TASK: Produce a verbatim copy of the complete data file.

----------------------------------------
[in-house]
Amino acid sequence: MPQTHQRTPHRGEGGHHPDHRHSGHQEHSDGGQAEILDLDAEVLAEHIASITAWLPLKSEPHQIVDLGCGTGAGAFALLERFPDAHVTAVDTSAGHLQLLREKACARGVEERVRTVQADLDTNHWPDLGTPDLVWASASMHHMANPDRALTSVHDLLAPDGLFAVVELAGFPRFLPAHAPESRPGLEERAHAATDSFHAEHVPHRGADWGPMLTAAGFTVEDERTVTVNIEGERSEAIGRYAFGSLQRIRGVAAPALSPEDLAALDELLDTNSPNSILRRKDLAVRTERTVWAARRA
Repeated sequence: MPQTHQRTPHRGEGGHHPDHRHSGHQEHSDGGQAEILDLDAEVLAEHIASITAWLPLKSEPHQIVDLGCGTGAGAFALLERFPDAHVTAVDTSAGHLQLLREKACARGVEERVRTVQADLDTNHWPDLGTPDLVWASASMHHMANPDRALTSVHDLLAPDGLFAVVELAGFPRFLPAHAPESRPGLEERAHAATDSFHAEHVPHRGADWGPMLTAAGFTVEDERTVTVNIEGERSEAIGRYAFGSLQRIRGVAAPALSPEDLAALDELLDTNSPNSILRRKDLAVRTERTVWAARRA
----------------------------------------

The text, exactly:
[in-house]
Amino acid sequence: MPQTHQRTPHRGEGGHHPDHRHSGHQEHSDGGQAEILDLDAEVLAEHIASITAWLPLKSEPHQIVDLGCGTGAGAFALLERFPDAHVTAVDTSAGHLQLLREKACARGVEERVRTVQADLDTNHWPDLGTPDLVWASASMHHMANPDRALTSVHDLLAPDGLFAVVELAGFPRFLPAHAPESRPGLEERAHAATDSFHAEHVPHRGADWGPMLTAAGFTVEDERTVTVNIEGERSEAIGRYAFGSLQRIRGVAAPALSPEDLAALDELLDTNSPNSILRRKDLAVRTERTVWAARRA
Repeated sequence: MPQTHQRTPHRGEGGHHPDHRHSGHQEHSDGGQAEILDLDAEVLAEHIASITAWLPLKSEPHQIVDLGCGTGAGAFALLERFPDAHVTAVDTSAGHLQLLREKACARGVEERVRTVQADLDTNHWPDLGTPDLVWASASMHHMANPDRALTSVHDLLAPDGLFAVVELAGFPRFLPAHAPESRPGLEERAHAATDSFHAEHVPHRGADWGPMLTAAGFTVEDERTVTVNIEGERSEAIGRYAFGSLQRIRGVAAPALSPEDLAALDELLDTNSPNSILRRKDLAVRTERTVWAARRA